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Eastern Cottontail

Sylvilagus floridanus

Photo:Mont St-Hilaire Nature Center
Eastern Cottontail. Photo:Mont St-Hilaire Nature Center

Unlike its kin, the eastern cottontail does not become white in the winter time. Instead it remains brown and hides in thickets where it is concealed from predators. This is a nocturnal creature which leads a solitary lifestyle. It is estimated each eastern cottontail requires up to three hectares of its own. The cottontail finds shelter in the meadows, orchards and shrubby areas, and does not like forested regions. In summer and early fall, the eastern cottontail will feed on plant material such as fruits and leaves. Once frost appears the cottontails shift to feeding on bark, twigs, and buds of shrubs and young trees. The cottontail has been recorded in both southern Quebec and Ontario as well as parts of Manitoba and British Columbia. Theses animals serve a vital function in the environment, as they convert plant material into meat which is later passed on to predators.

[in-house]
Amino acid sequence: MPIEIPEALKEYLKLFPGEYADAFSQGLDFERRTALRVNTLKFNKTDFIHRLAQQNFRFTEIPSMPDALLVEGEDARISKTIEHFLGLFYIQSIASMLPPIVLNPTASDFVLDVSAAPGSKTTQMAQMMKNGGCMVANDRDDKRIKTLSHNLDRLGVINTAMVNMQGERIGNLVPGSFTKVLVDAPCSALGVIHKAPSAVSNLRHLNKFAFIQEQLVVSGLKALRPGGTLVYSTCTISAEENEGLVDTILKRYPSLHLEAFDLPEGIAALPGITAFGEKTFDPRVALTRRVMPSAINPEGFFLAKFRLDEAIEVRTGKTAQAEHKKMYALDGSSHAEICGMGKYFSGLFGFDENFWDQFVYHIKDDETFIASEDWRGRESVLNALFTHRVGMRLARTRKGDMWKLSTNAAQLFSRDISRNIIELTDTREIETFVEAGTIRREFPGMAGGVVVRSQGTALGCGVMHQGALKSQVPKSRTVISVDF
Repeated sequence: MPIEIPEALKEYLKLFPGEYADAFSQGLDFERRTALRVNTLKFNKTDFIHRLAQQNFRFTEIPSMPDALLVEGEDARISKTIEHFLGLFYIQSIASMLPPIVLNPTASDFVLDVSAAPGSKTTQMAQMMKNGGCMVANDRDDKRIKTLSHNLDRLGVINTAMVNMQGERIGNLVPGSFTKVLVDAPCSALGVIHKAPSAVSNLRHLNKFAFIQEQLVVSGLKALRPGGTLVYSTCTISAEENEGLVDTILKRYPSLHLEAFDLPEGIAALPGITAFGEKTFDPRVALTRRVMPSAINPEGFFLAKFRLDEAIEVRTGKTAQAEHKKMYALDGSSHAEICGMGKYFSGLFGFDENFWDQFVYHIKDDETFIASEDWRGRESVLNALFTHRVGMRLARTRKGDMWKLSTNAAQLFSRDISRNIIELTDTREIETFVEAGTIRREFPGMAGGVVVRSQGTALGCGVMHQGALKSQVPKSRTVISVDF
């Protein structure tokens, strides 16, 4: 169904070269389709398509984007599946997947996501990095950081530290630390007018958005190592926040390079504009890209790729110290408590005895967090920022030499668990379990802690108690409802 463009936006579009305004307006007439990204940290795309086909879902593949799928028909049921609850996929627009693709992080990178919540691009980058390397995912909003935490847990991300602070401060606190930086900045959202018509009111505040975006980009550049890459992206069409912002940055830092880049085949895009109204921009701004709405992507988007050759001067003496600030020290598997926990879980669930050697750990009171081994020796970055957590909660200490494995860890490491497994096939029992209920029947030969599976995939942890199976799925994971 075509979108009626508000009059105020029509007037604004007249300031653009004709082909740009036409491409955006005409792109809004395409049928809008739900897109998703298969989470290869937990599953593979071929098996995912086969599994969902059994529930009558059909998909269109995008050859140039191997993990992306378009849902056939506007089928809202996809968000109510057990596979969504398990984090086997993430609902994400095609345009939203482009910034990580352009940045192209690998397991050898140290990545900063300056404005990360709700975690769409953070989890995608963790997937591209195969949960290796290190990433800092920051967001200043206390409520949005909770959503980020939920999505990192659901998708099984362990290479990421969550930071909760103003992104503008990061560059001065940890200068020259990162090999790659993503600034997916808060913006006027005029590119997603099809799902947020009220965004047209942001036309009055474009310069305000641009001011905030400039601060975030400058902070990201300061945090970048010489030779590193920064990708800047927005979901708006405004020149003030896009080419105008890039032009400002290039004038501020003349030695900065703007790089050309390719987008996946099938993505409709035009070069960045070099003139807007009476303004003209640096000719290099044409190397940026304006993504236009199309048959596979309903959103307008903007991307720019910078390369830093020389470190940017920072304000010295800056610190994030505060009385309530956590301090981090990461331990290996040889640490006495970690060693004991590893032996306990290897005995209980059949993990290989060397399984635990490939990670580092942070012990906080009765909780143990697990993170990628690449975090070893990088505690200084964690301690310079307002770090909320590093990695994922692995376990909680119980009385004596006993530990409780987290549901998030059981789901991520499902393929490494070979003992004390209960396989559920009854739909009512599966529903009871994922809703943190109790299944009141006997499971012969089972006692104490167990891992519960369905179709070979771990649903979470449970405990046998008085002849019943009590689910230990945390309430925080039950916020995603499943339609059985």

Map of Eastern Cottontail in Canada
Distribution of Eastern Cottontail in Canada

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